Coworking photo for online

PUNXSUTAWNEY — People passionate about Punxsutawney are uniting to foster and initiate jobs and camaraderie among area business owners.

A subcommittee of PRIDE — Punxsutawney Revitalization: Investing, Developing, Enhancing — is initiating the development of a coworking space in downtown Punxsutawney through an online survey. PRIDE was developed around 2005 and focuses on uniting residents, business people, organizations and community leaders, while working to revitalize the area.

“Coworking” is considered the sharing of a workspace. It began in 1995 in New York City, with flexible desks that could be “rented for short periods of time,” according to PRIDE’s newsletter. Coworking allows people to pay a membership fee to use a desk, office machines and internet and work alongside others like themselves.

If people in the area are working at home and wish to have access to an office, the coworking space could foster or initiate jobs in the area, said Marlene Lellock, director of the Punxsutawney Weather Center and PRIDE board member.

The survey will help organizers determine if people in the area are interested in the concept, Lellock said.

The project would provide a place where people with technology or freelancing jobs can come and work with the use of resources and no distractions, Lellock said, rather than working from their kitchen table.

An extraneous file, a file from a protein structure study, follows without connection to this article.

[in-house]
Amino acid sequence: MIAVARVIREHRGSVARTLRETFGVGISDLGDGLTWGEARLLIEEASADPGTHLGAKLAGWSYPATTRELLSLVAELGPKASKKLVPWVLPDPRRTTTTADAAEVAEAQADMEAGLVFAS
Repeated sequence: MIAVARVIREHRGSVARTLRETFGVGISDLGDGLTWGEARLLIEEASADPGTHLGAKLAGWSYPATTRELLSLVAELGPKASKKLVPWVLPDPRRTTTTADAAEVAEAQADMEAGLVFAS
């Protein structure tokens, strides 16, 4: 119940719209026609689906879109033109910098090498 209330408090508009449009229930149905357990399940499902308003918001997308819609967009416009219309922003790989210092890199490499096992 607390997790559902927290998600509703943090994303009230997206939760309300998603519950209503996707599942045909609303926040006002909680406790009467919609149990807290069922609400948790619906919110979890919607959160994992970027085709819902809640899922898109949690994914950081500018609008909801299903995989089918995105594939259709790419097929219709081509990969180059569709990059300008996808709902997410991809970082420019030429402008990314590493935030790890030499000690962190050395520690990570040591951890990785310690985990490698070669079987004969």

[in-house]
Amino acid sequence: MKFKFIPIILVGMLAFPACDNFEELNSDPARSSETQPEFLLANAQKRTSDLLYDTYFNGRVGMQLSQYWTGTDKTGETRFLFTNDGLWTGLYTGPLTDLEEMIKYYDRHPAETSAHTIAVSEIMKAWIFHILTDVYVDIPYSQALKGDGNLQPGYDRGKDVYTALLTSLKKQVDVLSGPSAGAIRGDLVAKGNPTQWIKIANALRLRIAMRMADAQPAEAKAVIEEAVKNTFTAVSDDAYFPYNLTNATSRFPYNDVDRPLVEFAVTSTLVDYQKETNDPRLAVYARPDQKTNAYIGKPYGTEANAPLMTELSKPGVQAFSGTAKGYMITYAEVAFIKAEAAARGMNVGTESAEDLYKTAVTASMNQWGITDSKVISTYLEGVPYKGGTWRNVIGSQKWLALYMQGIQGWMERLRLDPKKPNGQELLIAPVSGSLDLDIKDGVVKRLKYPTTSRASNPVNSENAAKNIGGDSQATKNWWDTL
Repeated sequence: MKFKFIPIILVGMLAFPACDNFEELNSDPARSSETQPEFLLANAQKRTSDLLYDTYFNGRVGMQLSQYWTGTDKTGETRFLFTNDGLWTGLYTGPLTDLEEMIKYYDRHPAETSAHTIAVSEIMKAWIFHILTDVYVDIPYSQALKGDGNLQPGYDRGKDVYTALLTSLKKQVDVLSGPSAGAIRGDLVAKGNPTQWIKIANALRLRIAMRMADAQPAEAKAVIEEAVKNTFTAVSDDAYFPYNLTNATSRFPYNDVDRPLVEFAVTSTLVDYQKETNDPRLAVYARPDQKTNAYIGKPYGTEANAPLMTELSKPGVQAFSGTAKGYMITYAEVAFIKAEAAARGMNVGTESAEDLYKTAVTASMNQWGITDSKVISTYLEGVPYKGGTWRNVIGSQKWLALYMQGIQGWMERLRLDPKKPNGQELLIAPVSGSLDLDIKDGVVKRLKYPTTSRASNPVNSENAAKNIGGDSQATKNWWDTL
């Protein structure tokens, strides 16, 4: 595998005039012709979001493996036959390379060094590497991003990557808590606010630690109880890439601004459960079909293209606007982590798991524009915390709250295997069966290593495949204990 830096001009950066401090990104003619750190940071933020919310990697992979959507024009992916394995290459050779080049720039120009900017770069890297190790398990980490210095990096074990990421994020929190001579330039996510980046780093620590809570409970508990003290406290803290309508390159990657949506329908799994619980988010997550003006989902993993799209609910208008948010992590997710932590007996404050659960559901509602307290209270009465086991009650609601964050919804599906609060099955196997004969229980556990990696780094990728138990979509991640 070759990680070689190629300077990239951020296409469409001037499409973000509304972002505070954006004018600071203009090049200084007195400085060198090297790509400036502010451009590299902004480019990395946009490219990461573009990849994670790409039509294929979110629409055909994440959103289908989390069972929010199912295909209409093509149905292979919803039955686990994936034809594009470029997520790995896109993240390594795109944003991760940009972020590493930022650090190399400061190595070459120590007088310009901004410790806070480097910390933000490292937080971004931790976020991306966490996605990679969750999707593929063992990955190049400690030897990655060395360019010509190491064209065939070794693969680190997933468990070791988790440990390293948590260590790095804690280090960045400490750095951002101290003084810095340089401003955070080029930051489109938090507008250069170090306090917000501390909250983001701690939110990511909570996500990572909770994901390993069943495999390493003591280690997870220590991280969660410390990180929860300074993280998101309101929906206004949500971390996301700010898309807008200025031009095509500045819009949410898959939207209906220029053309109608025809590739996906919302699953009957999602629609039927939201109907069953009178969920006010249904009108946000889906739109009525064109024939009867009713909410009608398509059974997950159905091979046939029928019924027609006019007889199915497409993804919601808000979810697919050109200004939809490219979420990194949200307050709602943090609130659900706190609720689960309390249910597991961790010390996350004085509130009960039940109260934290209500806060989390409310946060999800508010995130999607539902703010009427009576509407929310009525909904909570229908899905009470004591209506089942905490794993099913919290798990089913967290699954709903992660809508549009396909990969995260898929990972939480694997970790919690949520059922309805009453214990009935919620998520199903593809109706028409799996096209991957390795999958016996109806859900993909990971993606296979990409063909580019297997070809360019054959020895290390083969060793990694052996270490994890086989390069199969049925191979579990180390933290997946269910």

Sub-committee member Patrick Fleckenstein said coworking is a way to bring people out of the woodwork, too, who may not have other options.

“I’ve heard about this person or that person who works for a company that’s out of town, or even out of state,” he says in PRIDE’s newsletter. “They’re doing their work from their kitchen table. Maybe the kids are home making noise, or the dog is barking, and they wish they had a space to go to concentrate and make phone calls.

“These are the people we are trying to uncover.”

Coworking is spreading like wildlife, since it enables employees to work from just about anywhere, the newsletter says. Some could have a job in Pittsburgh, but work from Punxsutawney. Many millennials also prefer to work for smaller or start-up companies, or be their own boss, the newsletter says.

“This would be a way for us to foster technology jobs and online businesses,” Lellock said.

Other members of the subcommittee working on the space include online business owners Thom and Cambria Pratt, Punxsutawney Memorial Library Director Jessica Church and local business consultant Richard Mowrey.

To access the survey, visit www.punxsutawney.com and click on the home page. For more information about the coworking space project, call Church at 814-938-5020 or Lellock at 814-938-1000.

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